(RNN) – Disease diagnoses stemming from mosquito, tick and flea bites have tripled in the last 12 years, according to a study by the Centers for Disease Control and Prevention.
In 2004, the agency recorded more than 27,000 vector-borne disease cases. Vectors are disease transmitters, usually insects via their bites.
That rose steadily, with only a few interruptions, to about 55,000 by 2015. It exploded in 2016 to more than 96,000, according to figures the CDC released, more than tripling the original 2004 total.
“Almost everyone has been bitten by a mosquito, tick, or flea,” the CDC report states. “These can be vectors for spreading pathogens (germs).”
The study's lead author, Dr. Lyle Peterson, told The New York Times: “The numbers on some of these diseases have gone to astronomical levels."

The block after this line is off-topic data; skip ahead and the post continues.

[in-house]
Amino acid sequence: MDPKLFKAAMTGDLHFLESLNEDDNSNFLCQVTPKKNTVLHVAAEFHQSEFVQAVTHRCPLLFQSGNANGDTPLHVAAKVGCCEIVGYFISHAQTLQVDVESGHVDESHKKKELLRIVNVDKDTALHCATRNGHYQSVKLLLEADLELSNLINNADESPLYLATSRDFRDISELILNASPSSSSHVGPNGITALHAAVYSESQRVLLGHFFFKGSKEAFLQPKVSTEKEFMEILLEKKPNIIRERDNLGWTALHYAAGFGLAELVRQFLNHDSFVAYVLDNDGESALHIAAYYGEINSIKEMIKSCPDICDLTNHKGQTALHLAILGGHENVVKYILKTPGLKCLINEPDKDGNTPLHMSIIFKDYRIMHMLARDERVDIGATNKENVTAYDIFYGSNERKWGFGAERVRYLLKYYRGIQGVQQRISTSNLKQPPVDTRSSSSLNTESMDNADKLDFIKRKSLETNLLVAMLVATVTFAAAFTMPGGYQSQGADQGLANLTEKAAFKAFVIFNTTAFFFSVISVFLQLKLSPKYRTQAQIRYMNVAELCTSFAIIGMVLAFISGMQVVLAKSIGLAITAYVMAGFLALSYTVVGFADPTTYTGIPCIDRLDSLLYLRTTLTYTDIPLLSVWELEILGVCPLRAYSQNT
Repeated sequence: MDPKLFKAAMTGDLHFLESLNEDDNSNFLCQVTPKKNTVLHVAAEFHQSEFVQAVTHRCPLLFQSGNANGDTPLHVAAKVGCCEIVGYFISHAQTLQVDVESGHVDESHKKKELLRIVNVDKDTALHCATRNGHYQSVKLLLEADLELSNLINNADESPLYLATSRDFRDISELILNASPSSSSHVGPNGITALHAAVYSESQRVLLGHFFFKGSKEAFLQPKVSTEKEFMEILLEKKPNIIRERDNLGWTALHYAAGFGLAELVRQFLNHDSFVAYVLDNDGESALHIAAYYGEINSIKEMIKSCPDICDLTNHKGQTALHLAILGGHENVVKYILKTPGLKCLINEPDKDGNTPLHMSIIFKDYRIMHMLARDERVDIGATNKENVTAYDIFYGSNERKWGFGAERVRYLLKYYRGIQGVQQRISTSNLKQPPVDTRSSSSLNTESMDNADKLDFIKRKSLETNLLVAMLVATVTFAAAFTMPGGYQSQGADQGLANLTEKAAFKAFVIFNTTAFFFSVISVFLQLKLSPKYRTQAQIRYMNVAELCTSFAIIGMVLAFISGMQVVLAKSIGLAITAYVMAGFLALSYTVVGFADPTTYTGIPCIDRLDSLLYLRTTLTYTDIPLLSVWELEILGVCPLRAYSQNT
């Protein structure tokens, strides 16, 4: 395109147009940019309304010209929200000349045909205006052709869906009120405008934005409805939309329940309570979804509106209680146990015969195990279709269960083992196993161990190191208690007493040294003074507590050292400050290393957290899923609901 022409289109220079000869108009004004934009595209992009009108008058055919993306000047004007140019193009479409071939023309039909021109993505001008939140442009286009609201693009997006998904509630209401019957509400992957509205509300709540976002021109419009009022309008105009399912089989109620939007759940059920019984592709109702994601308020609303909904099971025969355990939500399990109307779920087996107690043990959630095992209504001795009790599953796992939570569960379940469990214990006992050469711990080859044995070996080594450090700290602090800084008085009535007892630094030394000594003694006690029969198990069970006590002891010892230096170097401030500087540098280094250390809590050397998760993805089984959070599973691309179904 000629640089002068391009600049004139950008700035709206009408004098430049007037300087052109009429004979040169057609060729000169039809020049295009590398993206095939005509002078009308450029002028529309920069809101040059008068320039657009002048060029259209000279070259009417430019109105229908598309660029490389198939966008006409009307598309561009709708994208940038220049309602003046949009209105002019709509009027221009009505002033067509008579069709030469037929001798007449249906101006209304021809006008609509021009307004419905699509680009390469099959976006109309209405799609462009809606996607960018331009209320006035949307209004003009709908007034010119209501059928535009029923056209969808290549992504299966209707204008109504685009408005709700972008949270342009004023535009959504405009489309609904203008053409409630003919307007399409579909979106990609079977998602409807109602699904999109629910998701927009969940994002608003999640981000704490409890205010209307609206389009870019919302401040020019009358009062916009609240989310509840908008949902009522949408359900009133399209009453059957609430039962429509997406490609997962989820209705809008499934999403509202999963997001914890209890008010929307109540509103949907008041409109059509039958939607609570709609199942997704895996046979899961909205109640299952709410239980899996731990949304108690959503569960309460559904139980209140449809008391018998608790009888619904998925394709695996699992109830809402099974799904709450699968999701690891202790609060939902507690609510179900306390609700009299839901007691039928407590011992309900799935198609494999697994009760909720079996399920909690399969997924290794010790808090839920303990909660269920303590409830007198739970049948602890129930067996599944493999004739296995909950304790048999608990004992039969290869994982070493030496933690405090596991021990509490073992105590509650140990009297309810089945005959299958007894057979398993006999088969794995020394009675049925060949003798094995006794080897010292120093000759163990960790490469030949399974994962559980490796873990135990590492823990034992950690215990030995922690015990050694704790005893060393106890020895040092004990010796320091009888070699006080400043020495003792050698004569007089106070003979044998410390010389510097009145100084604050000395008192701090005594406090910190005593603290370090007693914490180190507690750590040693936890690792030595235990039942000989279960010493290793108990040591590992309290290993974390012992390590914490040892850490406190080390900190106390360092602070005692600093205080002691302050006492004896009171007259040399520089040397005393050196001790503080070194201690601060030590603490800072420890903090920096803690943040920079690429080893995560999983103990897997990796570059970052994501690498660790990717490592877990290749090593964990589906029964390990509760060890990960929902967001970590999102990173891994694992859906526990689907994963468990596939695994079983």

The agency also took note of nine new germs spread by mosquitoes and ticks during the study’s timeframe, including the Zika virus, which was an official epidemic in 2015-16.
The CDC reports there were more than 640,000 vector-borne illnesses recorded from 2004-16, total.
It also found a wide swath, 84 percent, of local health authorities around the country lacked “critical prevention and control capacities” for such diseases.
One of the risk factors, the report states, is commerce and travel moving insects and infected people around the world.
It recommends state and local agencies “build and sustain public health programs that test and track germs and the mosquitoes and ticks that spread them” among other solutions to the spread of diseases.
“The US needs better tools and more staff with greater expertise at local and state levels to reduce the growing threat of these diseases in the US,” the report states.
It also provides simple recommendations for individuals, such as using insect repellent, wearing long sleeves and pants, and treating clothing and gear with permethrin (insecticides such as Nix).
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